Liam’s is the boyfriend your parents love. Good looking, smartly turned out, personable and comes from a good family. You really want to love him, too, but he just doesn’t make your heart do half-pipes.
One of several new restaurants clustered in a new addition at the south end of University Village, Liam’s is part of the Sugar Mountain clan. Siblings include Beecher’s Cheese, the food truck Maximus/Minimus, Bennett’s on Mercer Island and — coming later this year to South Lake Union — Max’s.
With that pedigree you know the ingredients will be high-quality and thoughtfully sourced. (It helps that Sugar Mountain is also the parent company of Fraunhofer Meat & Fish, wholesalers of a full range of meat, fish and game.) What happens to them in the kitchen results in various levels of success.
Braised lamb shank and seared ivory king salmon were both excellent. Lovely roasted root vegetables accompanied the meat, which was properly yielding. The sauce, made with riesling, tomatoes and a touch of lemon, tasted bright and light.
- School board rebukes Bellevue football program; possible two-year ban for coach Butch Goncharoff
- This drone footage of inside Bertha’s tunnel is like something out of ‘Star Wars’
- Mayor, Chris Hansen denounce misogynistic comments over council arena vote
- How the Seahawks got two first-round picks in the NFL draft
- Five veteran Seahawks whose roles could be most impacted by additions from the NFL draft
Most Read Stories
The white-fleshed salmon was herb-rubbed and seared very rare. A swipe of muted blueberry sauce on the plate was as flattering to a crisply browned, lemon-zesty risotto cake as to the fish.
Those are among the more substantial plates on a menu geared for sharing. It opens with a selection of cured meats and cheeses that you can mix and match, and with “tidbits.” Of these snacks I recommend the Wagyu Zabuton Batons, spendy (at $18) but sublime steak strips festooned with brittle rings of fried shallot.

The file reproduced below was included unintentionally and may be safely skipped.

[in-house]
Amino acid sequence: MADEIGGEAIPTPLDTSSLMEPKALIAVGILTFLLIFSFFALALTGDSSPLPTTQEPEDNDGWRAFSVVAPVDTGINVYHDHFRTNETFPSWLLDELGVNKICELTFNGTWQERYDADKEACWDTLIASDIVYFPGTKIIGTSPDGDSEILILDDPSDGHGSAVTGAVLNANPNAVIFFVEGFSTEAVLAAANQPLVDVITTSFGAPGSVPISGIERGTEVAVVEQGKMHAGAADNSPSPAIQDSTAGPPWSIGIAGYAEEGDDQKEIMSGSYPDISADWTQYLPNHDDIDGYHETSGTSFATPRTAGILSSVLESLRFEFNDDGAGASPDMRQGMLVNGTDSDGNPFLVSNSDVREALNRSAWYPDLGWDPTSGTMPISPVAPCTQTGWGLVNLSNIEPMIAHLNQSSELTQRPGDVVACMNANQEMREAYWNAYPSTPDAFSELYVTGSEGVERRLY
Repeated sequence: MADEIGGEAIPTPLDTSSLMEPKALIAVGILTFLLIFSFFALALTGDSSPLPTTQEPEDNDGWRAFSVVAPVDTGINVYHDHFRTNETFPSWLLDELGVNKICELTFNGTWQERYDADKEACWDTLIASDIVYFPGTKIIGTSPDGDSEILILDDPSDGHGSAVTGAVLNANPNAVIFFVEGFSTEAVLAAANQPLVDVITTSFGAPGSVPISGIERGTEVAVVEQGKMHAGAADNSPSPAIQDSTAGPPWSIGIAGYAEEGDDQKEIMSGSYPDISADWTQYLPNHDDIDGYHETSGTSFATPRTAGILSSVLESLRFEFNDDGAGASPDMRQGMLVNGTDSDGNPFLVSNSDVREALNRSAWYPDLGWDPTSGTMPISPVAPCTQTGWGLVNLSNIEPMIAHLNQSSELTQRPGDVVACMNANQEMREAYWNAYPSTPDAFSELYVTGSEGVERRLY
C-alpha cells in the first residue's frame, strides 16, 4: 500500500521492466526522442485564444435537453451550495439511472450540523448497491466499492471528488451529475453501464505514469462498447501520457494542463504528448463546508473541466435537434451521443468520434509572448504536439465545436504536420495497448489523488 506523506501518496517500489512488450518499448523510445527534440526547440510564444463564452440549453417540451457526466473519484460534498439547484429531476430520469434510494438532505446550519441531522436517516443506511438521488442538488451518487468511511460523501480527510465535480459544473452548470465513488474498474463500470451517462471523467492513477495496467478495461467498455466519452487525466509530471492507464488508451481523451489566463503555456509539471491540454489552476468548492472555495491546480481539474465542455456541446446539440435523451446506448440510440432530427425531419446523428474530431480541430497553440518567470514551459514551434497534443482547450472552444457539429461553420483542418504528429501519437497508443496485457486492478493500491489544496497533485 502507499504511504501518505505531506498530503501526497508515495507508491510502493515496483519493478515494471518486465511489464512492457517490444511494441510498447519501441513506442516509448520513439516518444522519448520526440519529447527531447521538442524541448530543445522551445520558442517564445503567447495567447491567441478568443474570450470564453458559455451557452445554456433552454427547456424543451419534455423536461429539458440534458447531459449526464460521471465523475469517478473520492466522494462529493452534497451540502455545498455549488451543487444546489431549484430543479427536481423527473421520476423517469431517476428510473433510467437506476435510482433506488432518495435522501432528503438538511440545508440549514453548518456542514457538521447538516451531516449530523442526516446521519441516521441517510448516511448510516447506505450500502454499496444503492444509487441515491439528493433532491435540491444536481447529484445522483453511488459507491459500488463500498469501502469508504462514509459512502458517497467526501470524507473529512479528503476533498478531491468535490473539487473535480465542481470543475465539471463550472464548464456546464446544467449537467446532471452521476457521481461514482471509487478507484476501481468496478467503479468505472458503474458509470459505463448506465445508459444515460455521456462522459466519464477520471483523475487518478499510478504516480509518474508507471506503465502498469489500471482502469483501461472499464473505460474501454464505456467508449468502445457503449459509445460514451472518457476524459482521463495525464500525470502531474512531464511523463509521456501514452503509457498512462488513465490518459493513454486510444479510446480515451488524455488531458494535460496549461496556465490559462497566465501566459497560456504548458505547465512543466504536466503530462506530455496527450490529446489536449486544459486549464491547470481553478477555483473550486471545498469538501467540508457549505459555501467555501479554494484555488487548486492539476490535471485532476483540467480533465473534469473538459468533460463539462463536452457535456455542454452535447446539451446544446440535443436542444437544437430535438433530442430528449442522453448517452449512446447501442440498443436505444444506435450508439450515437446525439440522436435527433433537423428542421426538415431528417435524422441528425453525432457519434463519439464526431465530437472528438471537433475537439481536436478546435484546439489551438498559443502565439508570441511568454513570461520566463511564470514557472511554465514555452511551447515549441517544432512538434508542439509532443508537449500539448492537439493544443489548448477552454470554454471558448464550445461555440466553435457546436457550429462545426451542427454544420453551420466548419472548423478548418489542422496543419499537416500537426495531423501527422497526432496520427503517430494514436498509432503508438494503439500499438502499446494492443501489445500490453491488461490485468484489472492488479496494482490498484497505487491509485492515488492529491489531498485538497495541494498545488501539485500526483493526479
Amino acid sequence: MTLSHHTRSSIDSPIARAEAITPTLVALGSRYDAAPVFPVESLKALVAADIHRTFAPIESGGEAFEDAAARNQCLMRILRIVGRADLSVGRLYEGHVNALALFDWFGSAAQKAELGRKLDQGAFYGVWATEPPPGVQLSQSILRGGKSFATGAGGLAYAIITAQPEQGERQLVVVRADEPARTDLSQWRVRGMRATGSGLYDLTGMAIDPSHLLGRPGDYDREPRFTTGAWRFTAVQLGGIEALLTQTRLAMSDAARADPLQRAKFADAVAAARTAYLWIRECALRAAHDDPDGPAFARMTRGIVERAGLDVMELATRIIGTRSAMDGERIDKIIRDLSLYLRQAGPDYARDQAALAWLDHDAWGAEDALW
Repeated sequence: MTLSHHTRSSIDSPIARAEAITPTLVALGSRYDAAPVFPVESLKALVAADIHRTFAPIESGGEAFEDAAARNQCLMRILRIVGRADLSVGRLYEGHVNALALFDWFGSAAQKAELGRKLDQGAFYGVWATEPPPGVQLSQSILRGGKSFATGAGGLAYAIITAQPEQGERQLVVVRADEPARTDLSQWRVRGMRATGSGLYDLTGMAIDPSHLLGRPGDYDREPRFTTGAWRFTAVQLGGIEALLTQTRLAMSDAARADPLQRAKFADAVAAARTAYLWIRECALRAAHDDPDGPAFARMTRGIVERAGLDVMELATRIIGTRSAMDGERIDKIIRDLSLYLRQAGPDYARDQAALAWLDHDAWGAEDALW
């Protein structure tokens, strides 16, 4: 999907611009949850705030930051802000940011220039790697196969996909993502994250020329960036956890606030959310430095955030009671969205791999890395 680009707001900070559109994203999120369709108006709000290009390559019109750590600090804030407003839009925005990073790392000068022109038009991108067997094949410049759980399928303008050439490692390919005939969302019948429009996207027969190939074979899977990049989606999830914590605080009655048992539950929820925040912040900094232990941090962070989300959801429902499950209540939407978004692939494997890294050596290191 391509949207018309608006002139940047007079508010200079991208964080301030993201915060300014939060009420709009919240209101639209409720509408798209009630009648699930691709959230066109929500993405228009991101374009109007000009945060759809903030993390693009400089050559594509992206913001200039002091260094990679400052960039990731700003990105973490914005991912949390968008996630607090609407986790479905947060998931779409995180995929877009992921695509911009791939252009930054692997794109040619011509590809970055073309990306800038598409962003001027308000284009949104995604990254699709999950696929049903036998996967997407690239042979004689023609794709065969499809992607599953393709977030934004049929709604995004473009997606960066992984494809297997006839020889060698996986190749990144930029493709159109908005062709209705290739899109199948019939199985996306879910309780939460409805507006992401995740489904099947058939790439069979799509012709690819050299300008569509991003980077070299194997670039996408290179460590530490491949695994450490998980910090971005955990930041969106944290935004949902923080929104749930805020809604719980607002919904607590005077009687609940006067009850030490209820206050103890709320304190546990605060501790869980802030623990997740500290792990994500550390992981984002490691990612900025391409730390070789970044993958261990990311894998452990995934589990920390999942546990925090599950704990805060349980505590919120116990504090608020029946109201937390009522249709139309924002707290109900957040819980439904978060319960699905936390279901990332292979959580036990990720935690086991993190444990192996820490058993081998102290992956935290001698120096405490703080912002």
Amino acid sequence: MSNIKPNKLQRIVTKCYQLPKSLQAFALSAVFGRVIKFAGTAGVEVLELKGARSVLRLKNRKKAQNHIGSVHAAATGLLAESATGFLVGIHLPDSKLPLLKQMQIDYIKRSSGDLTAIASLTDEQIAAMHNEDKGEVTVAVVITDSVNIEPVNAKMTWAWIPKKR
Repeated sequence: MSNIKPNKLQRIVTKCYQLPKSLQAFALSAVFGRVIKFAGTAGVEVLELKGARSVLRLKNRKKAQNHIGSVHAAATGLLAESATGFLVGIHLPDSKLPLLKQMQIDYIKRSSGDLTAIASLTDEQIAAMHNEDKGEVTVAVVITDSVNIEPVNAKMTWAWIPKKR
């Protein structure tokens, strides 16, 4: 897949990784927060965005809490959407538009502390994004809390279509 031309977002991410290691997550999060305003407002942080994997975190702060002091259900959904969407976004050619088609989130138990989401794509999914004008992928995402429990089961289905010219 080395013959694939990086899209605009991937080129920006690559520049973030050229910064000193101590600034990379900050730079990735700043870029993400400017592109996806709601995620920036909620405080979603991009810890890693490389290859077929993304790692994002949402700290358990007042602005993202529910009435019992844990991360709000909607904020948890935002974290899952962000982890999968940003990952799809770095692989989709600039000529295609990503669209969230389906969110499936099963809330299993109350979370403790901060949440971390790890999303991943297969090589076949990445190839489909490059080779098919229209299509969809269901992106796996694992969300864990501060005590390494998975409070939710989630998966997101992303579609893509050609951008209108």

I’d skip the clunky ceviche, made with tough scraps of halibut and soft bits of scallop drowning in jalapeño-spiked lime juice. Gummy fried risotto balls also held little appeal, even stuffed with Beecher’s smoked flagship cheese.
Beecher’s cheeses are well-employed otherwise. “World’s Best” is no empty boast for the mac and cheese, which can be ordered plain, gluten-free or gussied up with things like crab or bacon and pickled fennel, or kale and Mama Lil’s peppers.
Brussels sprouts roasted in duck fat wear a lacy veil of melted peppercorn-studded Marco Polo cheese, but there’s not enough of it or of the hazelnut breadcrumbs for the flavors to register. When you do get a bite of all the elements, it’s brilliant.
No Woman cheese definitely makes its presence known, lending a warm jolt of Jamaican jerk spices to a hefty pork-and-beef burger. Its fixings include crisped prosciutto; terrific house-made potato chips come alongside.
Fried prosciutto puts some salty snap and crackle into the Dungeness Crab Cobb salad. The pop is provided by citrus-jalapeño vinaigrette moistening the toss of chopped romaine hearts, sweet shellfish, avocado, roasted red pepper and Flagship cheddar.
Cheese isn’t listed among the ingredients for gemelli, one of two pasta offerings, but flagship cheddar bolsters the light sauce. I fished at least a dozen whole cloves of garlic from my dish but spicy chicken sausage contributed most of the flavor, along with roasted mushrooms, cut awkwardly large for the dainty twisted noodles. The few leaves of Brussels sprouts seemed thrown in just for color.
Flagship cheesecake is the obvious dessert choice. It doesn’t disappoint, with a black-currant sauce and honey-sweetened hazelnut crumble. But chocolate pudding, layered parfait-like with chocolate cookie crumbs, a hint of Bailey’s liqueur in the whipped-cream swirl on top, was the dark-horse winner. Think tiramisu, done American-style.
Most winning of all is the service. Waiters greet you by offering a taste of the featured wine. It’s welcoming, and no doubt boosts sales of all wines by the glass, a generous 6 ounces poured into stately stems.
In the bar, where Happy Hour reigns from 4 to 6:30 p.m. daily and all day Tuesdays, skillful bartenders are equally engaging. I watched one squeeze drops of bitters on the back of a customer’s hand so he could taste the different flavors. Just like Nordstrom’s perfume counter, only you lick instead of sniff.
The restaurant’s spacious layout includes a heated patio with a fireplace and a posh private event space. Like U-Village itself, Liam’s seems more suburban than urban. You’ll like it. Your parents will love it.
Providence Cicero is The Seattle Times restaurant critic. Reach her at firstname.lastname@example.org.